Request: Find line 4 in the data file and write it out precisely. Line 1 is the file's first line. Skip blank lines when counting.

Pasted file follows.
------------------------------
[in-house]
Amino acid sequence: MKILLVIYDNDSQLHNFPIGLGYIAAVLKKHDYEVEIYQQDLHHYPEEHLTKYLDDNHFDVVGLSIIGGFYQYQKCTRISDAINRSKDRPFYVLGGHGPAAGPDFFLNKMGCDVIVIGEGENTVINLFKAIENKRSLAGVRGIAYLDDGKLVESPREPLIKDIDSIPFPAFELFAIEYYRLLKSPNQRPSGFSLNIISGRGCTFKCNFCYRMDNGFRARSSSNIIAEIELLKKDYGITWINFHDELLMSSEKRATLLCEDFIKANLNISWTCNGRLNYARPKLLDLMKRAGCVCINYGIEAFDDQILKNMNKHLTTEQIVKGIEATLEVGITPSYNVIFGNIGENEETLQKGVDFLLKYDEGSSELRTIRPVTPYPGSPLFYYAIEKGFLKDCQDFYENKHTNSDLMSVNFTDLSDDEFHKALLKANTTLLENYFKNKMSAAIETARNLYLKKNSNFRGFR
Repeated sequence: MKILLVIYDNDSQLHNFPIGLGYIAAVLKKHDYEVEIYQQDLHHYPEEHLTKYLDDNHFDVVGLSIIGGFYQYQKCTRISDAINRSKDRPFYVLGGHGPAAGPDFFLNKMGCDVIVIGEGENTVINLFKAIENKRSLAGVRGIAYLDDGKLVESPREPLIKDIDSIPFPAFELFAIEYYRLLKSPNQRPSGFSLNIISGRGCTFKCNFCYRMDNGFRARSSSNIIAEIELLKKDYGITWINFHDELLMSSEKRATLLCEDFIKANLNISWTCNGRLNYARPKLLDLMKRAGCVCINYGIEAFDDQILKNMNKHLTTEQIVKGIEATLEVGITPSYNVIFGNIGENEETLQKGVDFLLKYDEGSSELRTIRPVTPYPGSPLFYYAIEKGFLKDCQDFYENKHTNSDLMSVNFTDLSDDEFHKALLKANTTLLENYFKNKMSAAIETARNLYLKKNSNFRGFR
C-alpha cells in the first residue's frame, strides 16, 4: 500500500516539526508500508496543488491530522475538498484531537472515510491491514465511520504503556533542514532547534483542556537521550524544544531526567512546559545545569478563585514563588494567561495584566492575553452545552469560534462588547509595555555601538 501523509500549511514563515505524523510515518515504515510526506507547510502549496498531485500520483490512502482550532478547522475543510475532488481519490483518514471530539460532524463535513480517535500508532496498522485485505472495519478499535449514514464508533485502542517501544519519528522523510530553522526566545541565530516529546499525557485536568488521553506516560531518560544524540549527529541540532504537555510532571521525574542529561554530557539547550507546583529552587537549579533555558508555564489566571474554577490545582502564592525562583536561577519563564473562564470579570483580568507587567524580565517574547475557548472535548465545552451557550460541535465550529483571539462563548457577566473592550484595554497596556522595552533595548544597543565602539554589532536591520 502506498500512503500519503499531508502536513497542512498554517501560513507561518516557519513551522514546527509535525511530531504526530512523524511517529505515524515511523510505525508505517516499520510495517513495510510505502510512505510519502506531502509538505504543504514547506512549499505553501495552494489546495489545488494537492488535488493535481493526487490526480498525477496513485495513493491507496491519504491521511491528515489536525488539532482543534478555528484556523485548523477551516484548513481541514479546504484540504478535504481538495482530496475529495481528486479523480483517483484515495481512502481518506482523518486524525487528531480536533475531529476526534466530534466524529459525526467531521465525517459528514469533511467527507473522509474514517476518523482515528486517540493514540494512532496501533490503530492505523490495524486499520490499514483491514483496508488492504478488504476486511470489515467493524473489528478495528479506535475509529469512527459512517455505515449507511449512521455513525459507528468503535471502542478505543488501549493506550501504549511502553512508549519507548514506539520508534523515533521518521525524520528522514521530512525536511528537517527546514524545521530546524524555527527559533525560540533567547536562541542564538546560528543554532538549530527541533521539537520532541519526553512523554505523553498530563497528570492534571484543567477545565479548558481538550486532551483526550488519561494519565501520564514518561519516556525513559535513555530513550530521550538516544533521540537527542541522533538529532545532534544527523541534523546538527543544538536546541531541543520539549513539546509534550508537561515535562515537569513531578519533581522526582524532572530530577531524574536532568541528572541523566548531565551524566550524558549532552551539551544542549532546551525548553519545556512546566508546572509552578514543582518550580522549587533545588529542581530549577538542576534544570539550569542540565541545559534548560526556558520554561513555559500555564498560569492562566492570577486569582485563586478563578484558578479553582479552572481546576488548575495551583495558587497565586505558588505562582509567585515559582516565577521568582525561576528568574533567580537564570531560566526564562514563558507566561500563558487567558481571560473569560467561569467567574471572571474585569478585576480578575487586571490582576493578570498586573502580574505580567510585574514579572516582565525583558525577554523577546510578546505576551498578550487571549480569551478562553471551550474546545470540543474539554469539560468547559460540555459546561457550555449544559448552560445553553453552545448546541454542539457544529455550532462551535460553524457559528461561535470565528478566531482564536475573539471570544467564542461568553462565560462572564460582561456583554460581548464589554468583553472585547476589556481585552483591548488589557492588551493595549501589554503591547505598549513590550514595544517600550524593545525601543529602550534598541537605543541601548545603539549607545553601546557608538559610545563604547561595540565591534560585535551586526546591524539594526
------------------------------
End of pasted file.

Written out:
C-alpha cells in the first residue's frame, strides 16, 4: 500500500516539526508500508496543488491530522475538498484531537472515510491491514465511520504503556533542514532547534483542556537521550524544544531526567512546559545545569478563585514563588494567561495584566492575553452545552469560534462588547509595555555601538 501523509500549511514563515505524523510515518515504515510526506507547510502549496498531485500520483490512502482550532478547522475543510475532488481519490483518514471530539460532524463535513480517535500508532496498522485485505472495519478499535449514514464508533485502542517501544519519528522523510530553522526566545541565530516529546499525557485536568488521553506516560531518560544524540549527529541540532504537555510532571521525574542529561554530557539547550507546583529552587537549579533555558508555564489566571474554577490545582502564592525562583536561577519563564473562564470579570483580568507587567524580565517574547475557548472535548465545552451557550460541535465550529483571539462563548457577566473592550484595554497596556522595552533595548544597543565602539554589532536591520 502506498500512503500519503499531508502536513497542512498554517501560513507561518516557519513551522514546527509535525511530531504526530512523524511517529505515524515511523510505525508505517516499520510495517513495510510505502510512505510519502506531502509538505504543504514547506512549499505553501495552494489546495489545488494537492488535488493535481493526487490526480498525477496513485495513493491507496491519504491521511491528515489536525488539532482543534478555528484556523485548523477551516484548513481541514479546504484540504478535504481538495482530496475529495481528486479523480483517483484515495481512502481518506482523518486524525487528531480536533475531529476526534466530534466524529459525526467531521465525517459528514469533511467527507473522509474514517476518523482515528486517540493514540494512532496501533490503530492505523490495524486499520490499514483491514483496508488492504478488504476486511470489515467493524473489528478495528479506535475509529469512527459512517455505515449507511449512521455513525459507528468503535471502542478505543488501549493506550501504549511502553512508549519507548514506539520508534523515533521518521525524520528522514521530512525536511528537517527546514524545521530546524524555527527559533525560540533567547536562541542564538546560528543554532538549530527541533521539537520532541519526553512523554505523553498530563497528570492534571484543567477545565479548558481538550486532551483526550488519561494519565501520564514518561519516556525513559535513555530513550530521550538516544533521540537527542541522533538529532545532534544527523541534523546538527543544538536546541531541543520539549513539546509534550508537561515535562515537569513531578519533581522526582524532572530530577531524574536532568541528572541523566548531565551524566550524558549532552551539551544542549532546551525548553519545556512546566508546572509552578514543582518550580522549587533545588529542581530549577538542576534544570539550569542540565541545559534548560526556558520554561513555559500555564498560569492562566492570577486569582485563586478563578484558578479553582479552572481546576488548575495551583495558587497565586505558588505562582509567585515559582516565577521568582525561576528568574533567580537564570531560566526564562514563558507566561500563558487567558481571560473569560467561569467567574471572571474585569478585576480578575487586571490582576493578570498586573502580574505580567510585574514579572516582565525583558525577554523577546510578546505576551498578550487571549480569551478562553471551550474546545470540543474539554469539560468547559460540555459546561457550555449544559448552560445553553453552545448546541454542539457544529455550532462551535460553524457559528461561535470565528478566531482564536475573539471570544467564542461568553462565560462572564460582561456583554460581548464589554468583553472585547476589556481585552483591548488589557492588551493595549501589554503591547505598549513590550514595544517600550524593545525601543529602550534598541537605543541601548545603539549607545553601546557608538559610545563604547561595540565591534560585535551586526546591524539594526